The rest of the settings can stay default, however, there are unique cases where you may have to add custom headers or modify the advanced settings.
If you’re using Synology’s Firewall, make sure that you create an allow rule for ports 80/443.
Access Control Profile – Synology Reverse Proxy Setup
After configuring a reverse proxy, you may want to limit access to a specific IP address or subnet. This will ensure that only the IP addresses specified will be able to access the reverse proxy this profile is assigned to.
Please keep in mind that this is not required and you may want to skip this section depending on your requirements.
1. Select Access Control Profile, then select Create.
2. The IP addresses that you’d like to allow must be added at the top, with a deny all rule added at the bottom that will block all other IP addresses.
3. If you edit any existing reverse proxy rules, you can specify this access control profile and only the IP addresses specified will be allowed access.
3. Let’s Encrypt Certification Setup Instructions
Now that the reverse proxy is set up, we will need to create and assign an SSL certificate using Let’s Encrypt.
1. Navigate to the Control Panel, then Security, then Certificate. Select Add.
2. Select add a new certificate, then select Next.
3. Select Get a certificate from Let’s Encrypt, then select Next.
4. Under the domain name, enter the hostname you used in the Source section of the Synology reverse proxy setup. Enter your email and select Apply to create the certificate.
5. After the certificate has been created, select Settings.
6. Ensure that the Reverse Proxy Hostname is listed, then select the certificate that you just created.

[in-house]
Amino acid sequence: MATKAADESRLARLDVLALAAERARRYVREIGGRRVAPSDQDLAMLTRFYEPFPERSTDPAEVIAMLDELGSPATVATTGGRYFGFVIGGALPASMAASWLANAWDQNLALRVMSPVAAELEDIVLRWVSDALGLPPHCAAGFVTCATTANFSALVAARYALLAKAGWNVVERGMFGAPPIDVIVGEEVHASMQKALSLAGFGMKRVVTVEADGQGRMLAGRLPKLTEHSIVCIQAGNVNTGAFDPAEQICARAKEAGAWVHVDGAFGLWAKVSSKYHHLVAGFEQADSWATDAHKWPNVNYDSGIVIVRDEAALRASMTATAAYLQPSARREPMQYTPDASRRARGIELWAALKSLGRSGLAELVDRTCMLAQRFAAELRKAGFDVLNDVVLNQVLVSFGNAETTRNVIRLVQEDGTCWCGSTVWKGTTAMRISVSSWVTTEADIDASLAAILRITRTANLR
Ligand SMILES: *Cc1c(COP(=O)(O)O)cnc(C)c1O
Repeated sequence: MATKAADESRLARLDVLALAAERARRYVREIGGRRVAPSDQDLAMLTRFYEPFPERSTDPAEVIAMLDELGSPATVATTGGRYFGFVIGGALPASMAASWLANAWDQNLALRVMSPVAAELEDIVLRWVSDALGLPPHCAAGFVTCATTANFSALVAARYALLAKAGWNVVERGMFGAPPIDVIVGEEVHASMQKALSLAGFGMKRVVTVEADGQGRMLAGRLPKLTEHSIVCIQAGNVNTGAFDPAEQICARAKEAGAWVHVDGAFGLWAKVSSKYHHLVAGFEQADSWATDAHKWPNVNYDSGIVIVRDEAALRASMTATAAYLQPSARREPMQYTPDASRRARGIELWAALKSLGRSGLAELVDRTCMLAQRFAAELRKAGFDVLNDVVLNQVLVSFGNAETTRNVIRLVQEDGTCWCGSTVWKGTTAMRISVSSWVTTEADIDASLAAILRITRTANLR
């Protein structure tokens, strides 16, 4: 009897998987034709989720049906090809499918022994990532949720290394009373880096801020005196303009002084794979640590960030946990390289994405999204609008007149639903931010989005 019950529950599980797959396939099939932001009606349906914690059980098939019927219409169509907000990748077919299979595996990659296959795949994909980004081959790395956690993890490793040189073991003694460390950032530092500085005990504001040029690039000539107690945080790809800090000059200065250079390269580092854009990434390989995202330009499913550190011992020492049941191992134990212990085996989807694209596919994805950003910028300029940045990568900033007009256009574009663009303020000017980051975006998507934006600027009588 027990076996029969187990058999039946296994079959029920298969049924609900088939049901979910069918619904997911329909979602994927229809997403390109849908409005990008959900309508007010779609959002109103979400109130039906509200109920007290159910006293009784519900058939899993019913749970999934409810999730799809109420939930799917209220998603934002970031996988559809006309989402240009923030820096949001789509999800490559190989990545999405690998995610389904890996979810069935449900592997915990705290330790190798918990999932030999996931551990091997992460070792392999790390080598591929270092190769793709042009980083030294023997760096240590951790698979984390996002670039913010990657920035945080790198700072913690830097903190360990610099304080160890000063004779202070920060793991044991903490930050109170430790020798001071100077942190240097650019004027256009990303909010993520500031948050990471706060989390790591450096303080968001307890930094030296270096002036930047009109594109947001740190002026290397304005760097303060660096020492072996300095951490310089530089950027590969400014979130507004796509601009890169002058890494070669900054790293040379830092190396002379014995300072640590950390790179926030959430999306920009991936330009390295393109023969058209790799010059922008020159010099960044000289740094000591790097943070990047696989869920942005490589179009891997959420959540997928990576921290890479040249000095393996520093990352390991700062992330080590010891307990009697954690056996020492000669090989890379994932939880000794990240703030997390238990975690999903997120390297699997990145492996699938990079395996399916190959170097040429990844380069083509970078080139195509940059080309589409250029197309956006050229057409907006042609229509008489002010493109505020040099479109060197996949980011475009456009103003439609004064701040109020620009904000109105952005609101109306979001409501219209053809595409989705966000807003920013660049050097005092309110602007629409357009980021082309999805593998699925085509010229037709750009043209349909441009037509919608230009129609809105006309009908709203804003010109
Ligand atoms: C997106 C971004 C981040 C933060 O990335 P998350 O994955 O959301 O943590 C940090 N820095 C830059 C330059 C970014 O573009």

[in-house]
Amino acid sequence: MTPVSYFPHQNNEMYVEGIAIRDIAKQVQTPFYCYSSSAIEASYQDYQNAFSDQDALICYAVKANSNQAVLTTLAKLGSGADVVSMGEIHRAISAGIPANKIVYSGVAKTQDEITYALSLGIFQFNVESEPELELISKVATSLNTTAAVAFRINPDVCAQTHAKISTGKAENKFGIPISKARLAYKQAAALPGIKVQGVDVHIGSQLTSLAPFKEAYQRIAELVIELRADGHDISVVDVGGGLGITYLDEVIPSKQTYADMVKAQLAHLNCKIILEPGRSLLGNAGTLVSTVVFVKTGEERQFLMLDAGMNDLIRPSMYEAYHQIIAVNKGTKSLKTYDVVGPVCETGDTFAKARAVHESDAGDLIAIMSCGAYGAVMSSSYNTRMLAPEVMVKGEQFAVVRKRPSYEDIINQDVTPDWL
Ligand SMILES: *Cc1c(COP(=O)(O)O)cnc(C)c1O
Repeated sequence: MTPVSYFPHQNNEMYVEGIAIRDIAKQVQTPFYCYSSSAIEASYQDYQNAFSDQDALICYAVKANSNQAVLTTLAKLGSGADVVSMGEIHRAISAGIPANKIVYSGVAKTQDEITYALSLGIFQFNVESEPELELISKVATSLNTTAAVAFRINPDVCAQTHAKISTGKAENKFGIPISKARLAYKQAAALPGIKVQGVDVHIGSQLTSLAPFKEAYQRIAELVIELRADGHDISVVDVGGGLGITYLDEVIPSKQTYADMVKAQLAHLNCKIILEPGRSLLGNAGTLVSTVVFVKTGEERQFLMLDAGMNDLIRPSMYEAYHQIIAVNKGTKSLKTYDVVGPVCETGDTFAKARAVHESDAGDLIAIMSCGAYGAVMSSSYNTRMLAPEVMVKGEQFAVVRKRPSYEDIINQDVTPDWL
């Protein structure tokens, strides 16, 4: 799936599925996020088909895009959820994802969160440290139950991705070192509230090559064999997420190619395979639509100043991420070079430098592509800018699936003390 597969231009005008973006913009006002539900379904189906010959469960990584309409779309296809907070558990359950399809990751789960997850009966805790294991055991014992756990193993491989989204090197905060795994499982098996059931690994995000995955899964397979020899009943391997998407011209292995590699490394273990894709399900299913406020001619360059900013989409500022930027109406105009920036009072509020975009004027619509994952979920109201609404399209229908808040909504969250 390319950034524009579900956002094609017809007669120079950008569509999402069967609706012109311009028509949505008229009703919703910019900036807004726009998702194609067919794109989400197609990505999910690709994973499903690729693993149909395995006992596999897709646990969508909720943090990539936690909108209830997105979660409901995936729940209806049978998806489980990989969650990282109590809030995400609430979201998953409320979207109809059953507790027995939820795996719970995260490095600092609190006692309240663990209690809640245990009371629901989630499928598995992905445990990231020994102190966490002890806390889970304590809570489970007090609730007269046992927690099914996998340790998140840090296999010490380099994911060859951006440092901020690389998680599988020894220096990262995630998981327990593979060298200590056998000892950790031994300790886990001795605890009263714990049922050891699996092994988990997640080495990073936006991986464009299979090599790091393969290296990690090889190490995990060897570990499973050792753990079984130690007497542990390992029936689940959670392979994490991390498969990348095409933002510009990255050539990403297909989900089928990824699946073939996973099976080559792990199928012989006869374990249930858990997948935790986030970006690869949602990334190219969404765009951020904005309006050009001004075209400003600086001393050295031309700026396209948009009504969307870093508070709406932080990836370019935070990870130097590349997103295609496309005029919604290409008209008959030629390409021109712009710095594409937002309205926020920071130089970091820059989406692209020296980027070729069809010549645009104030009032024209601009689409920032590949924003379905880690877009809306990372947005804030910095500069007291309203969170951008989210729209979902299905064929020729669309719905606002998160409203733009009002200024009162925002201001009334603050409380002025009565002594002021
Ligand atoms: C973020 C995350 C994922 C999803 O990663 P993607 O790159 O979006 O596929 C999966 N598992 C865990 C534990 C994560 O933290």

7. The certificate has been created, is assigned to the reverse proxy, and will auto-renew moving forward! You should now be able to access the server and it should have a valid SSL certificate.
Conclusion: Synology Reverse Proxy Setup & Config
This tutorial looked at the Synology Reverse Proxy setup and configuration. In general, if you’re exposing services on your local network, using a reverse proxy is extremely beneficial as you’re ensuring that two total ports (80/443) can be open while exposing as many different web services as you’d like. You can also limit access, and securely expose insecure (HTTP) web services.
Thanks for checking out the tutorial on the Synology Reverse Proxy setup and configuration. If you have any questions on the Synology Reverse Proxy setup and configuration, please leave them in the comments!
This Post Has 2 Comments
Thank you for your tutorials. I am still trying to find my way while setting up vaultwarden. For this, I need the reverse proxy. However, the port 443 is already in use. It´s showing in the reverse proxy setup:
“This port is reserved for system use only. Please enter a different number”.
What should I do?
Port 443 should be reserved for the Synology system as you’re seeing, but that doesn’t impact the reverse proxy portion. Are you using it anywhere else by any chance?